Connection Between Gum Disease and Heart Disease

The great debate about the influence of gum disease on the cardiovascular system has been volleyed back and forth between doctors and dentists for several decades. The frequency of heart disease and gum disease worldwide is becoming a cause for concern, so finding a major link could hold the key to controlling the pandemic of both. A solid link between the two would directly affect doctor’s approach to the prevention and healing of both.

The common denominator between both diseases is inflammation. Inflammation of the gums, known as gingivitis, is the first step in gum disease. Nearly 300 bacteria hang out in the subgingival area. As gingivitis thrives unchecked, pockets between them and tooth structures fill with monopolizing bacteria and pus, the infection we know as gum disease. From here, the infection spreads down into the blood stream via the gingival vessels. Streptococcus sanguis is a specific bacteria commonly found in stroke patients that originates in the mouth. Scientists have proven this leads to atherosclerosis, which is when arteries harden and restrict blood flow to the heart and brain. This restriction ups the risk of stroke or heart attack.
The American Dental Association has been a forerunner in studies on both diseases, as well as a catalyst in gathering data from studies done previously. In their report entitled Periodontal Infections and Cardiovascular Disease they reported many findings on the connection between gum and heart disease.
In one of these studies conducted in 1986, older theories of poor oral health plaguing stroke victims was highlighted. They eventually realized that substantial risk factors for both conditions may be the link. These risk factors included age, gender, tobacco use, diabetes, and lower socioeconomic status. Though this could have concluded that a caustic link didn’t exist, further studies proved otherwise.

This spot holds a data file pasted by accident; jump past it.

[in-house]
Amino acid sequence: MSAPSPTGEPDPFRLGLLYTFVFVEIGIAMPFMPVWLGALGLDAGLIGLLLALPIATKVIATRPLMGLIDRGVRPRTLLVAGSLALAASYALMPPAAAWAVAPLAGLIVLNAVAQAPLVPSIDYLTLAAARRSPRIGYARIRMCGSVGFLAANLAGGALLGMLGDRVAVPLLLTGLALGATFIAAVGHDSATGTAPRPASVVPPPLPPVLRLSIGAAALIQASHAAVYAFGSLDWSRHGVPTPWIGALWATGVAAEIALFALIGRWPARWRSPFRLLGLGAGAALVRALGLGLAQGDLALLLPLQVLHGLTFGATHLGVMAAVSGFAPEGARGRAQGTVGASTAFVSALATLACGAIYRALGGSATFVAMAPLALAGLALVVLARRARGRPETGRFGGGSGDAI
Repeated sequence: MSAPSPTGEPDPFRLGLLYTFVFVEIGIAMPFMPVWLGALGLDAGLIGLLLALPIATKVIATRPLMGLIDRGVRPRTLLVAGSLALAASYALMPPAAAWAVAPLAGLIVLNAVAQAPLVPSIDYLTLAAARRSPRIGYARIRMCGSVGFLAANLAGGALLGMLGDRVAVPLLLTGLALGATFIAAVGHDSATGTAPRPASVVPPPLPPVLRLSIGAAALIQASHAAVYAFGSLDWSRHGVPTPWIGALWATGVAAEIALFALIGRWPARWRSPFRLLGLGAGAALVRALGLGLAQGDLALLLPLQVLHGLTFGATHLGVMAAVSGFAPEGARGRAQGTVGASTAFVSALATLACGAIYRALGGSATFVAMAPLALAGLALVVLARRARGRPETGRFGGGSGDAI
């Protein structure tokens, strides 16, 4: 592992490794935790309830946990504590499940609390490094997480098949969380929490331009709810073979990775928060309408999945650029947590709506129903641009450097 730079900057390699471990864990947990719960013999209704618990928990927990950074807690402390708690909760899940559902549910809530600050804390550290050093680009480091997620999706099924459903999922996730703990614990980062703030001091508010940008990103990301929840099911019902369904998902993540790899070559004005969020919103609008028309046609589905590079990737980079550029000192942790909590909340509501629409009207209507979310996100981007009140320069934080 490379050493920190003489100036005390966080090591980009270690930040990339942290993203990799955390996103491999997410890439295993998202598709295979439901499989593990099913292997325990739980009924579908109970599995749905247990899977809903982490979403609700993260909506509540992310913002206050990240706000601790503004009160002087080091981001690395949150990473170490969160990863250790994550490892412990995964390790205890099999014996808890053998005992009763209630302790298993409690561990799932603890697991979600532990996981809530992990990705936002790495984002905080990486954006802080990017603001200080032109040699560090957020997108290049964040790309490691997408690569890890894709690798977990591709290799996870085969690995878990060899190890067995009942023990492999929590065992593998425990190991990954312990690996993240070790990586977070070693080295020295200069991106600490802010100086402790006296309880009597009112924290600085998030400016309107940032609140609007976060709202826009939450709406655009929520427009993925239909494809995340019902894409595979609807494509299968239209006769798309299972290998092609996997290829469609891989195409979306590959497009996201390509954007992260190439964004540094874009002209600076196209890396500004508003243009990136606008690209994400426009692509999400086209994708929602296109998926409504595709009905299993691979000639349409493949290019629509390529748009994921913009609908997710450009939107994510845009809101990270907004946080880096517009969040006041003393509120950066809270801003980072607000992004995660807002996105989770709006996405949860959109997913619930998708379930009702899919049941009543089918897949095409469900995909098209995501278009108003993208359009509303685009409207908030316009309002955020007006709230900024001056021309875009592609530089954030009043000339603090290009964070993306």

Another study also recorded in the ADA’s report proved hands down that oral microbes and any related substances could get into the body via the gingiva’s easy access to the circulatory system. Simply chewing or brushing teeth induced endotoxemia (bacterial infection of the blood) and increased risk for periodontal disease. Additionally, samples found that common pathogens of periodontal nature showed up in arterial plaques samples.


Gum disease affects nearly 80% of U.S. population, so it’s important to know what to watch for. If you have red, painful or swollen gums, loose or separating teeth, gums that seem to pull away from teeth, or excessive bleeding during regular oral maintenance, it would be wise to consult your dentist. The sooner you detect a problem, the sooner it can be treated and other correlated issues can be avoided.


What does all this mean? In a nut shell, if you have one of these diseases, you should be aware that you are at risk for the other. Could brushing your teeth hinder heart disease and vice versa? Maybe not, but it doesn’t hurt to take care of your circulatory system with heart healthy foods and exercise, and your oral health with routine oral care and six month check-ups just to make sure.

About Mark C. Marchbanks, D.D.S.

Dr. Mark Marchbanks has practiced dentistry in Arlington Texas since 1983. He enjoys caring for patients young and old. You can find Dr. Marchbanks on
or on

If it's been more than 6 months since your last teeth cleaning, give us a call today to schedule your check-up.

Font size